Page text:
The plaintiff's operative complaint alleged that the defendant, Hartmann, and the Martels (1) failed to pay him hourly and commission wages and/or the shares of stock to which he was entitled and (2) obtained the plaintiff's property, i.e., wages and/or stock, by false pretenses. The defendant, Hartmann, and the Martels filed special defenses alleging that the plaintiff's claims were barred by the statute of limitations articulated in General Statutes § 52–596 and by the doctrine of res judicata. Following a six day trial, the court, Hon. Robert I. Berdon, judge trial referee, issued its memorandum of decision on April 27, 2011. Although the court rendered judgment in favor of the plaintiff, it limited his recovery for unpaid hourly wages to $3603.67, which was the amount Bertaccini recommended to resolve the wage claim filed by the plaintiff with the department. The court held that the doctrine of res judicata precluded any further recovery by the plaintiff for unpaid hourly wages. The court added $10,027.26 to that award, however, representing the sales commissions set aside for the purchase of corporate stock, for a total recovery of $13,630.93, plus taxable costs.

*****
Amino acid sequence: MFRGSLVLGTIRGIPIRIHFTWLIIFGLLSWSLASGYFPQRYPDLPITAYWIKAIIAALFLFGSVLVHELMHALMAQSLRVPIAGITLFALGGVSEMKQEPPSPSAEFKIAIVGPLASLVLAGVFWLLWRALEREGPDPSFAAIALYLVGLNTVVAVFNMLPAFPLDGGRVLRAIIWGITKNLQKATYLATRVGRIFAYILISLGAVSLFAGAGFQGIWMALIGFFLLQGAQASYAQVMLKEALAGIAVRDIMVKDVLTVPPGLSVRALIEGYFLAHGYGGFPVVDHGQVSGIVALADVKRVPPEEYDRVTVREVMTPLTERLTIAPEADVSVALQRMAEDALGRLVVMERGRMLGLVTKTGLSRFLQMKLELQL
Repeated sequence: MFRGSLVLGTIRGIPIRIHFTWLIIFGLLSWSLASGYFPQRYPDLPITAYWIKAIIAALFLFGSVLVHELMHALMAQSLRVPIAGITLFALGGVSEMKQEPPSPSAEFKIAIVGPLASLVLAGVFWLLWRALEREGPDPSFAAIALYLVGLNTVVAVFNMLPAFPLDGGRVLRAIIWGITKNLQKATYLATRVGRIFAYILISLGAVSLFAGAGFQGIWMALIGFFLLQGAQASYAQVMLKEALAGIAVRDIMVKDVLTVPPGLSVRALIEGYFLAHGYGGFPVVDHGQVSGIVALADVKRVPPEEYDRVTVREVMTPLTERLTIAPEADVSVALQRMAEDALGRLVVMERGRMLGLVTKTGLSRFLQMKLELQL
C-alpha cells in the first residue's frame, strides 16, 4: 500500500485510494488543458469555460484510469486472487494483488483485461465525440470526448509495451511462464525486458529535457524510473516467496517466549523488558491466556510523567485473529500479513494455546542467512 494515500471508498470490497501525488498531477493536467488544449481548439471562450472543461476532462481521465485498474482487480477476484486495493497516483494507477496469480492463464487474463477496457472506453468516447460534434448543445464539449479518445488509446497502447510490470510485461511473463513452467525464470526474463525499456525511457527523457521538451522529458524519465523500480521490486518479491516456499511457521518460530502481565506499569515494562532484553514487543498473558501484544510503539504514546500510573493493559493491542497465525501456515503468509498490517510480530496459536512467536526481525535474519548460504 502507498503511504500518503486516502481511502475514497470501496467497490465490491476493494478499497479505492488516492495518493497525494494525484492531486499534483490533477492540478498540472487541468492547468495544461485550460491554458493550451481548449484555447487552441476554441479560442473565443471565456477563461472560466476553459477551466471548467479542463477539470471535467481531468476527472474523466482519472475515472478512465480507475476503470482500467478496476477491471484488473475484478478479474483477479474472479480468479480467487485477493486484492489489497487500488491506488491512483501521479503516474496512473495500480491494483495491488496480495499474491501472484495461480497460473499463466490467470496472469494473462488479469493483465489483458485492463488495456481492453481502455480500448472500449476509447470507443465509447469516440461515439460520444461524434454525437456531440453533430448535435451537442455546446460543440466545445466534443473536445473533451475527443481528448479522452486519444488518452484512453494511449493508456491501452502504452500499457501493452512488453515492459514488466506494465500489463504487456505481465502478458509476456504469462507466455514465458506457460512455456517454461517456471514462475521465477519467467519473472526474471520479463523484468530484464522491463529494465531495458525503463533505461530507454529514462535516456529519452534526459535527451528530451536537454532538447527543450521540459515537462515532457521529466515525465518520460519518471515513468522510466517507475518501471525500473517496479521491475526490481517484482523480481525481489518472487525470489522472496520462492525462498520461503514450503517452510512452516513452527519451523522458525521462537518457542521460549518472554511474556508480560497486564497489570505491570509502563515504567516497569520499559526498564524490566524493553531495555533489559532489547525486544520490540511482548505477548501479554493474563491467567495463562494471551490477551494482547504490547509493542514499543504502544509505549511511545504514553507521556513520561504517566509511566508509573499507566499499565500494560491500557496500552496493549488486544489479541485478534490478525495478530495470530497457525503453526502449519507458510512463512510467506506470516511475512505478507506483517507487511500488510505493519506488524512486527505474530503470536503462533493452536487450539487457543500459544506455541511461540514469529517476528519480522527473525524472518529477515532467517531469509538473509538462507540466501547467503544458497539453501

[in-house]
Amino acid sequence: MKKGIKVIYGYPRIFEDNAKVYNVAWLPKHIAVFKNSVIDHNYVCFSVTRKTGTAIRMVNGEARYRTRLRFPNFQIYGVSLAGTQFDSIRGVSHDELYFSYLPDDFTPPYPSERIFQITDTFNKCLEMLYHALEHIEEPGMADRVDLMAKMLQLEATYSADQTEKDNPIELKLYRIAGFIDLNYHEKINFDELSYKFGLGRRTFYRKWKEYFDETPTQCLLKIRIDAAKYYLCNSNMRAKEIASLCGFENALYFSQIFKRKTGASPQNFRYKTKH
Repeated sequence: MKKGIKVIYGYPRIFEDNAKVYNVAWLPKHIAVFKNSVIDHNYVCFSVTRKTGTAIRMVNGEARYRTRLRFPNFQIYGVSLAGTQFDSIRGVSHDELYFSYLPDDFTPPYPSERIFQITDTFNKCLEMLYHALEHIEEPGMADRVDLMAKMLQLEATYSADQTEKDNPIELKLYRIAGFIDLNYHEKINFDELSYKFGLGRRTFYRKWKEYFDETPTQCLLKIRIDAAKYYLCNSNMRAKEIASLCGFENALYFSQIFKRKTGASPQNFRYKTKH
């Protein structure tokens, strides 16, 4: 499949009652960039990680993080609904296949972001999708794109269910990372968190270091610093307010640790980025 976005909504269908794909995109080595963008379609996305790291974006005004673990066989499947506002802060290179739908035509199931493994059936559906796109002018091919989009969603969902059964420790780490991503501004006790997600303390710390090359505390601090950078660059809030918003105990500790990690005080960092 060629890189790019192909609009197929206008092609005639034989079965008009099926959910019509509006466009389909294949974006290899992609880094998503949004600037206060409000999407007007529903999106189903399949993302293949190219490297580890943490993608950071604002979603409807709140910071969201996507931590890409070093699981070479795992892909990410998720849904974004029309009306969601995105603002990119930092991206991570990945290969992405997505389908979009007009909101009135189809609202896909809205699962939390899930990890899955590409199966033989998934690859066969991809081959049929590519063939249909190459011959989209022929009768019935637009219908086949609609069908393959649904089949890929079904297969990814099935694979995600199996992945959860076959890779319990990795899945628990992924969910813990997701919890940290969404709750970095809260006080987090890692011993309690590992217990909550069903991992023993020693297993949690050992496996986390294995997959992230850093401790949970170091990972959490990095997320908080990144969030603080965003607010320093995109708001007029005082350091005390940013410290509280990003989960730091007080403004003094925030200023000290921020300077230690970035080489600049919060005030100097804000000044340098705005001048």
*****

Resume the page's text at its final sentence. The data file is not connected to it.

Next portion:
The plaintiff appealed the judgment of the trial court claiming that “the court improperly concluded that the doctrine of res judicata precluded the recovery of those wages because of a prior determination by a wage enforcement agent for the department of labor.” Evans v. Tiger Claw, Inc., 141 Conn. App. 110, 112, 61 A.3d 533, cert. denied, 310 Conn. 926, 78 A.3d 146, 856 (2013). The defendant, Hartmann, and the Martels filed a cross appeal from the judgment, “claiming that the court improperly (1) awarded the plaintiff $10,027.26 for unpaid commissions and (2) found [Hartmann and the Martels] liable for the amounts awarded to the plaintiff.” Id. This court reversed the judgment “as to the according of res judicata effect to [Bertaccini's] determination of the plaintiff's wage claim” and remanded the case for a new trial on that issue. Id., 124. This court further reversed the judgment with respect to the personal liability of Hartmann and the Martels and remanded the case with direction to render judgment in their favor but affirmed the award of $10,027.26 in favor of the plaintiff and against the defendant for unpaid wages. Id.